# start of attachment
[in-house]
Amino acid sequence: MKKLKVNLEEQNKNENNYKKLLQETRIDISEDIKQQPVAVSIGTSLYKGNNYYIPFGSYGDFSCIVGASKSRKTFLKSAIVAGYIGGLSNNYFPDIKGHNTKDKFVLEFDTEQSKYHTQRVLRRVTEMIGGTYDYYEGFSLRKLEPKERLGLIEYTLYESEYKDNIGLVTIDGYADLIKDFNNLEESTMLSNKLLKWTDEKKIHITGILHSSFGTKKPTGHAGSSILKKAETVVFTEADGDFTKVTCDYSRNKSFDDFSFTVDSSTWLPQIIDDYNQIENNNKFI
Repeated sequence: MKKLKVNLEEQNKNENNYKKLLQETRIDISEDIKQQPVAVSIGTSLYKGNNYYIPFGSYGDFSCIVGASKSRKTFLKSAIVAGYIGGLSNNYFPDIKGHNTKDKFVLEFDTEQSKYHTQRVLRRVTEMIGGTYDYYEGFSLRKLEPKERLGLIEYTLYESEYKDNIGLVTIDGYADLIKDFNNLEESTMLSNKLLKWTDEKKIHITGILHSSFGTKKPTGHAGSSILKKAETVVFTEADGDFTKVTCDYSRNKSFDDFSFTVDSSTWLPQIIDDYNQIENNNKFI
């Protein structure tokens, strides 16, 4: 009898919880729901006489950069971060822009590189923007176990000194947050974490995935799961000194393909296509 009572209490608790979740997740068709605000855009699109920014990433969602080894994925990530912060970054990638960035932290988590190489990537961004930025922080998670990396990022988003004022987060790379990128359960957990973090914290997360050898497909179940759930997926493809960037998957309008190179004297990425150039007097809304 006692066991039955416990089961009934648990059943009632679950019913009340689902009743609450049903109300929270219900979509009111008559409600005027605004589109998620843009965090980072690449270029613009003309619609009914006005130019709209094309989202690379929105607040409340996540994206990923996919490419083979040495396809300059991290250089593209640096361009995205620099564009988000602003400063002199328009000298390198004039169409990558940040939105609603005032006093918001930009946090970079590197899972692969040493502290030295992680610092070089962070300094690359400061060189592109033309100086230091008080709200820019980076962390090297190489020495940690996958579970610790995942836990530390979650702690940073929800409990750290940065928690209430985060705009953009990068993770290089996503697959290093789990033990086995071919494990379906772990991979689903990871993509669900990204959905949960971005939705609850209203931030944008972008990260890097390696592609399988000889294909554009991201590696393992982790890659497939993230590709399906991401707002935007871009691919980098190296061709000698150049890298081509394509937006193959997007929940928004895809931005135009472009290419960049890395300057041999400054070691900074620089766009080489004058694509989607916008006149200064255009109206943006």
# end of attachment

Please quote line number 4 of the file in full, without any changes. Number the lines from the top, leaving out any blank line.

């Protein structure tokens, strides 16, 4: 009898919880729901006489950069971060822009590189923007176990000194947050974490995935799961000194393909296509 009572209490608790979740997740068709605000855009699109920014990433969602080894994925990530912060970054990638960035932290988590190489990537961004930025922080998670990396990022988003004022987060790379990128359960957990973090914290997360050898497909179940759930997926493809960037998957309008190179004297990425150039007097809304 006692066991039955416990089961009934648990059943009632679950019913009340689902009743609450049903109300929270219900979509009111008559409600005027605004589109998620843009965090980072690449270029613009003309619609009914006005130019709209094309989202690379929105607040409340996540994206990923996919490419083979040495396809300059991290250089593209640096361009995205620099564009988000602003400063002199328009000298390198004039169409990558940040939105609603005032006093918001930009946090970079590197899972692969040493502290030295992680610092070089962070300094690359400061060189592109033309100086230091008080709200820019980076962390090297190489020495940690996958579970610790995942836990530390979650702690940073929800409990750290940065928690209430985060705009953009990068993770290089996503697959290093789990033990086995071919494990379906772990991979689903990871993509669900990204959905949960971005939705609850209203931030944008972008990260890097390696592609399988000889294909554009991201590696393992982790890659497939993230590709399906991401707002935007871009691919980098190296061709000698150049890298081509394509937006193959997007929940928004895809931005135009472009290419960049890395300057041999400054070691900074620089766009080489004058694509989607916008006149200064255009109206943006």